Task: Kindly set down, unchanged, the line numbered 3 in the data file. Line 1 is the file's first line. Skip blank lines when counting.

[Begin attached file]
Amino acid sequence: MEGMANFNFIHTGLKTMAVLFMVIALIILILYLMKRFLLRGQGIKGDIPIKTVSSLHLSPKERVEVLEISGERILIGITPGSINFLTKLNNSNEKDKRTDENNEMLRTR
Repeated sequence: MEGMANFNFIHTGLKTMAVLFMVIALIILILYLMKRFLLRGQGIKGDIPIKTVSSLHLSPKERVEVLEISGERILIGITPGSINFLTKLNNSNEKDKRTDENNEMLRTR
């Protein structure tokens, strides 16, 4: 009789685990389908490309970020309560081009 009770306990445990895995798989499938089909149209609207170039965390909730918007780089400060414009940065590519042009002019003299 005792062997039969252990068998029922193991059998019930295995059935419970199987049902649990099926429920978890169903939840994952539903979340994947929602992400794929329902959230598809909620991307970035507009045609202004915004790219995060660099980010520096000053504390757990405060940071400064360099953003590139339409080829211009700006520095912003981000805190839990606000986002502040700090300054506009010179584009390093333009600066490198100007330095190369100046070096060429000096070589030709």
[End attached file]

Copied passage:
């Protein structure tokens, strides 16, 4: 009789685990389908490309970020309560081009 009770306990445990895995798989499938089909149209609207170039965390909730918007780089400060414009940065590519042009002019003299 005792062997039969252990068998029922193991059998019930295995059935419970199987049902649990099926429920978890169903939840994952539903979340994947929602992400794929329902959230598809909620991307970035507009045609202004915004790219995060660099980010520096000053504390757990405060940071400064360099953003590139339409080829211009700006520095912003981000805190839990606000986002502040700090300054506009010179584009390093333009600066490198100007330095190369100046070096060429000096070589030709």